|Feb 4, 2011 : Taking Time Out for Myself|
My counselor was rather pleased that I blogged though, for he considered it a journal. As long as I was being truthful to myself at the moment, that's all he expected of me. I've been living in a rut for so long (nearly fifteen years I would say) that I stopped taking chances, risks and challenges. I poured my being into raising my kids, put aside my career aspirations, kept myself busy with volunteer work until finally the kids no longer needed me. As teens, I'm the last one they want to be seen with at school (or even the neighborhood now).
These past few weeks I've been stewing in my resentment over financial hardships put upon me by the impending divorce. I've grown cynical over Hubby's passive/aggressive tactics over money, parenting plans (putting the major burden of all the parenting on me), and laissez-faire attitude towards me (I'm not any of his concern anymore). I've also come to realize how little I really lived for myself.
It started a week ago, perhaps. Hubby has been dropping hints that things aren't going so great between his girlfriend and himself. She's quite demanding over his time and apparently feels threatened by me, his wife. She won't let him eat meals that I prepare. He's not allowed to move into her condo officially yet so he has to rent a room even though he spends the majority of his time sleeping at her place. Apparently she is stressful to be around.
Tonight Hubby finally dropped the bomb: he's having second thoughts about getting a divorce. Perhaps he was rash in acting so fast. He feels bad for the kids. He feels like he didn't work hard enough to stay together.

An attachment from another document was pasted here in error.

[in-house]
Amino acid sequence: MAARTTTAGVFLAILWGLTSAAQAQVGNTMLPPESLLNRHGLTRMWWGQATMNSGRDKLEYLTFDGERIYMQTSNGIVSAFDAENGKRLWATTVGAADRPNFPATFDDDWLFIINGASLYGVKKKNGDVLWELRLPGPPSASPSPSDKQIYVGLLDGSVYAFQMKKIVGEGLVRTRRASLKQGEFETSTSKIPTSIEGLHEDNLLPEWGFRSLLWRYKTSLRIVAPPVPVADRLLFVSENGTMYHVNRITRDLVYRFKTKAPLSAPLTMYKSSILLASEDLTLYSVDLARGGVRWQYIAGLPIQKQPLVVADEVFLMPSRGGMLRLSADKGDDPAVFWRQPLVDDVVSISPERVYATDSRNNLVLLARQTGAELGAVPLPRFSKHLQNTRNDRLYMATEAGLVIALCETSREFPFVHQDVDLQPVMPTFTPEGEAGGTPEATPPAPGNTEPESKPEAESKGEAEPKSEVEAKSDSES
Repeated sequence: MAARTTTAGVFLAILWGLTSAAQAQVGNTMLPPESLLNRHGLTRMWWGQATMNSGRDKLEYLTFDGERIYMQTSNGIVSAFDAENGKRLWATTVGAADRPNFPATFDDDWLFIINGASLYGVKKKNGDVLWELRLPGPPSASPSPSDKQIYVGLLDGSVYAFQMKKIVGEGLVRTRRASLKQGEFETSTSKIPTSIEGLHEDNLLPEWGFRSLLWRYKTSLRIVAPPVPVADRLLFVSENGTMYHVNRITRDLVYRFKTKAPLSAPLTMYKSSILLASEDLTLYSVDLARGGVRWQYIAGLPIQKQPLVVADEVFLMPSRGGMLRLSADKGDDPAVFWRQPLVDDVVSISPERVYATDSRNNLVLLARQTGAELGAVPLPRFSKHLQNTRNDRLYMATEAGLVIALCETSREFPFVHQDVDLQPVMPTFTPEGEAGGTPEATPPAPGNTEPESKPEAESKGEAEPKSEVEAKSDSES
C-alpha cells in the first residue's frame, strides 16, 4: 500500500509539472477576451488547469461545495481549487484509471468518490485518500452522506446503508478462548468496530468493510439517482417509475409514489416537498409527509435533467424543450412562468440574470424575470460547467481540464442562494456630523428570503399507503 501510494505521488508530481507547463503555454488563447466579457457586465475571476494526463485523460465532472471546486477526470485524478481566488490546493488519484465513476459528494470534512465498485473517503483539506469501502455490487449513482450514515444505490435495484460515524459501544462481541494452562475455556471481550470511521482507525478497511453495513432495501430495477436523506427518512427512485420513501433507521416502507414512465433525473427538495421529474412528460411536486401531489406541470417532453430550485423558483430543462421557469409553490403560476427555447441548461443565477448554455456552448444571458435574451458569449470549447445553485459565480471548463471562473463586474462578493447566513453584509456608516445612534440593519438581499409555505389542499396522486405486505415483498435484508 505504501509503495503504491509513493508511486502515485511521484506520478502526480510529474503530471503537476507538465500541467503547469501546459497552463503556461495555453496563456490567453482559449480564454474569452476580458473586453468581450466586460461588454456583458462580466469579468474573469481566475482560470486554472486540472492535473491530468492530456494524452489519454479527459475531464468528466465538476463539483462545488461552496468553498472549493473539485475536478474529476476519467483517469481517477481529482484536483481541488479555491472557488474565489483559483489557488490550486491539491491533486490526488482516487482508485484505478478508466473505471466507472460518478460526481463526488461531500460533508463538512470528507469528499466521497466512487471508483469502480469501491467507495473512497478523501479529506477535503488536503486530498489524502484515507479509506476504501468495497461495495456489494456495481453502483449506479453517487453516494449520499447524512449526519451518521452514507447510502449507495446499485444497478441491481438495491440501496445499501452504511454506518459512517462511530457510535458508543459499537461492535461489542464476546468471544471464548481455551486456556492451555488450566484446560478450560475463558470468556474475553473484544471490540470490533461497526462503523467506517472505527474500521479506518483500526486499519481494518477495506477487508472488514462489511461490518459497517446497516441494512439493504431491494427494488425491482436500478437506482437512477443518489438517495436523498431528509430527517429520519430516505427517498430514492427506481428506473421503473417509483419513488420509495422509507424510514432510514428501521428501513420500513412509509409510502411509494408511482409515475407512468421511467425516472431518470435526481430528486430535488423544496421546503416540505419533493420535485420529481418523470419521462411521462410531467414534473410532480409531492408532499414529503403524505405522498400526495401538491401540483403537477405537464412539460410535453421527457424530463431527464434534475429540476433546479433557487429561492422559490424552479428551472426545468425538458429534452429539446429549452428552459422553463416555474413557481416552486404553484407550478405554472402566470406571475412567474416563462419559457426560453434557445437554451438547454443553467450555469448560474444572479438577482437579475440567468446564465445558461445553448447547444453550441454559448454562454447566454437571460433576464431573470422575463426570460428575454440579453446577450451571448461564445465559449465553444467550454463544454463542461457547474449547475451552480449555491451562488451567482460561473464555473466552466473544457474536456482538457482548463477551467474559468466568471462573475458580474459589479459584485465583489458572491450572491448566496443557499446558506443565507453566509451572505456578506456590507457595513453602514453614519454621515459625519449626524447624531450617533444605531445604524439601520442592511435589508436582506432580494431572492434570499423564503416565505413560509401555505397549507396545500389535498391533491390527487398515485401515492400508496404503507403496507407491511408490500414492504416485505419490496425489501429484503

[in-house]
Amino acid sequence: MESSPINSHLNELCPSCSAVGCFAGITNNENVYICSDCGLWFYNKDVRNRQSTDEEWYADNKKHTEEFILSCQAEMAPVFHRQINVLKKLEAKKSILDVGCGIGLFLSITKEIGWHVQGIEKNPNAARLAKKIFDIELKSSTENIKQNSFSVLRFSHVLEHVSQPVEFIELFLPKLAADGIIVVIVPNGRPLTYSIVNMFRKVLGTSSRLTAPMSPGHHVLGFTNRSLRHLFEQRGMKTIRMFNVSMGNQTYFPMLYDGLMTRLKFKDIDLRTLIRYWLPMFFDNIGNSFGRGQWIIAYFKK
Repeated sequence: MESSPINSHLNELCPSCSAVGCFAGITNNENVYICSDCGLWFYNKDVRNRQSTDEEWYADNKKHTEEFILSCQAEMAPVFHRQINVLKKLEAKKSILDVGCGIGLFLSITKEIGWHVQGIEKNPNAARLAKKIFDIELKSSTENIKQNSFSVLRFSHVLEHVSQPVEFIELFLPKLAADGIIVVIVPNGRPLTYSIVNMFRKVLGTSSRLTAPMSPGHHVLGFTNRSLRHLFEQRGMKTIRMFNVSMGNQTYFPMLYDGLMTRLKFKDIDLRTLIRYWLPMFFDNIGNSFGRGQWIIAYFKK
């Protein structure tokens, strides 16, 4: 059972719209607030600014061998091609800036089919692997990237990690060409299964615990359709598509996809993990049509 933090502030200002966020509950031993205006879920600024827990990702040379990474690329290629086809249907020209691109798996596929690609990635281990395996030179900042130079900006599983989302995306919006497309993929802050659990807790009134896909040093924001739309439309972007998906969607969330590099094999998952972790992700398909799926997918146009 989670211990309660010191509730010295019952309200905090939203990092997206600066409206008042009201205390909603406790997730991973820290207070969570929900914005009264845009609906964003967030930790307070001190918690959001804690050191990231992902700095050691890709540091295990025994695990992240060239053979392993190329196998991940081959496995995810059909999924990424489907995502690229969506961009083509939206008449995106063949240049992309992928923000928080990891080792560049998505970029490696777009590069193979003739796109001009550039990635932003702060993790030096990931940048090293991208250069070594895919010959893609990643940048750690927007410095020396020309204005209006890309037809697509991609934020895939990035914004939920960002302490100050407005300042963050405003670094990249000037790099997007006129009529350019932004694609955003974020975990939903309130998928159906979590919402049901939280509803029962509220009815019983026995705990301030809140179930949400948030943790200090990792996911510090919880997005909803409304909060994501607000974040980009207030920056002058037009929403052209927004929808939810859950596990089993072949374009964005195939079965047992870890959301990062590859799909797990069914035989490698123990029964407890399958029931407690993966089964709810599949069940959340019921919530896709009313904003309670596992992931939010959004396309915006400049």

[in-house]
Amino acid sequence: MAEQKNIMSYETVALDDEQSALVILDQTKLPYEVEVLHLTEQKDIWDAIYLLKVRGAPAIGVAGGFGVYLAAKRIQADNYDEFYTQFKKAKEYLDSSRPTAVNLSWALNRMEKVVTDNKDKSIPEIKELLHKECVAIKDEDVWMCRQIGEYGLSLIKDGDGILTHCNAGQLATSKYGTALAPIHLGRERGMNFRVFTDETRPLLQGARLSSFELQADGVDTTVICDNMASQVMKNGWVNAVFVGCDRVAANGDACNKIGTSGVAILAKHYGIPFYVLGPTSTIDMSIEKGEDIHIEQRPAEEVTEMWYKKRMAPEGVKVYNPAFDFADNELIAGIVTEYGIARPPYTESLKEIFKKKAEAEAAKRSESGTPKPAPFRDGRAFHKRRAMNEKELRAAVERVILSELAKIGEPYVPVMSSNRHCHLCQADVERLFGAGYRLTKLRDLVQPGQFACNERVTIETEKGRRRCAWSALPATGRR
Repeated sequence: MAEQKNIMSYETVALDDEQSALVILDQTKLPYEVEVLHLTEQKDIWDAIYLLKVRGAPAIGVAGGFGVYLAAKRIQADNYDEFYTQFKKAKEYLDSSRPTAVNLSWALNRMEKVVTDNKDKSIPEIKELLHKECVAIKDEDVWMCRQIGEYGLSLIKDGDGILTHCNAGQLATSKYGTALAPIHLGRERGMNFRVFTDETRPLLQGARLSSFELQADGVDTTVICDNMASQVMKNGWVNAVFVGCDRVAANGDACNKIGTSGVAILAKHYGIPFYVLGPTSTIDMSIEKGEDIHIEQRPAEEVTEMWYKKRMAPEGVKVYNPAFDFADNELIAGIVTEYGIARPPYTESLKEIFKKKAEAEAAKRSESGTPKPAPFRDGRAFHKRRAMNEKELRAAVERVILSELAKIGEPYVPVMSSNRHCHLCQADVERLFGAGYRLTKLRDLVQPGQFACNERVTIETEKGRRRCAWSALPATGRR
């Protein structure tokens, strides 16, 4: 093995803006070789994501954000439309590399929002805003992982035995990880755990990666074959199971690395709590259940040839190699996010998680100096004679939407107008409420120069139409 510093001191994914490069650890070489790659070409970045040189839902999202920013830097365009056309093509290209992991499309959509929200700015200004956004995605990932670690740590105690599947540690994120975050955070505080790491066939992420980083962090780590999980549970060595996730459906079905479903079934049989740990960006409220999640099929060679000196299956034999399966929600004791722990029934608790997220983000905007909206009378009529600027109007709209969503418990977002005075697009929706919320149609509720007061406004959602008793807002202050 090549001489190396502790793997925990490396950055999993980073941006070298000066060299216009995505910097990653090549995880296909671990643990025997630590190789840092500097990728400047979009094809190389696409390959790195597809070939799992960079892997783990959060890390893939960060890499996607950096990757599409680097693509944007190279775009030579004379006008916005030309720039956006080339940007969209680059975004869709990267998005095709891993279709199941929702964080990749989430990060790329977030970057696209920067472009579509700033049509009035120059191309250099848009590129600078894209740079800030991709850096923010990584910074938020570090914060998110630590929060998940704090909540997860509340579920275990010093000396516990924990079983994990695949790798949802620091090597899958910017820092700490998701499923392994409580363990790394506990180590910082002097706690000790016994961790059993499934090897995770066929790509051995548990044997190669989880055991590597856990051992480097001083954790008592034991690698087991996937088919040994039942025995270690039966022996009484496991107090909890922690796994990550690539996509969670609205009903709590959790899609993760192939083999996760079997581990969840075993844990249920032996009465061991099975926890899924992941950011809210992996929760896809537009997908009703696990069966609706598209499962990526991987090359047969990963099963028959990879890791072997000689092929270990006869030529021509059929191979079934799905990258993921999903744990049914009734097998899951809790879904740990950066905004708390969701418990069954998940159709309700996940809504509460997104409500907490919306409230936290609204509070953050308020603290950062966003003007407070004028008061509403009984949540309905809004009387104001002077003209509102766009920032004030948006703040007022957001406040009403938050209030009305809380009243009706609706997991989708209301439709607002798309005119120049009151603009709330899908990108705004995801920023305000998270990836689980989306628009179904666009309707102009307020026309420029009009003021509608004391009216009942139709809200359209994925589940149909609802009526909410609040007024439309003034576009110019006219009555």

It was just as my counselor had warned me! A time would come that Hubby would realize his mistakes and want to take me back. My counselor made me promise: First, I had to seek legal advice so that I would not be taken unfair advantage of during the divorce settlement. Second, I had to stay strong to my truth and not bend to Hubby's will when he realize how costly divorce would be.
Now I find myself at a crossroads, not one of indecision, but rather paths of possibilities that I cannot help but look back upon one day wistfully to wonder how life would have been to have taken the other.
The Road Not Taken by Robert Frost
Two roads diverged in a yellow wood,And sorry I could not travel bothAnd be one traveler, long I stoodAnd looked down one as far as I couldTo where it bent in the undergrowth;
Then took the other, as just as fair,And having perhaps the better claimBecause it was grassy and wanted wear,Though as for that the passing thereHad worn them really about the same,
And both that morning equally layIn leaves no step had trodden black.Oh, I marked the first for another day!Yet knowing how way leads on to wayI doubted if I should ever come back.
I shall be telling this with a sighSomewhere ages and ages hence:Two roads diverged in a wood, and I,I took the one less traveled by,And that has made all the difference.
In the end, as in the poem, it's the nature of decision that there is no right road - there is one taken and one not chosen. It is up to me to feel remorse or not.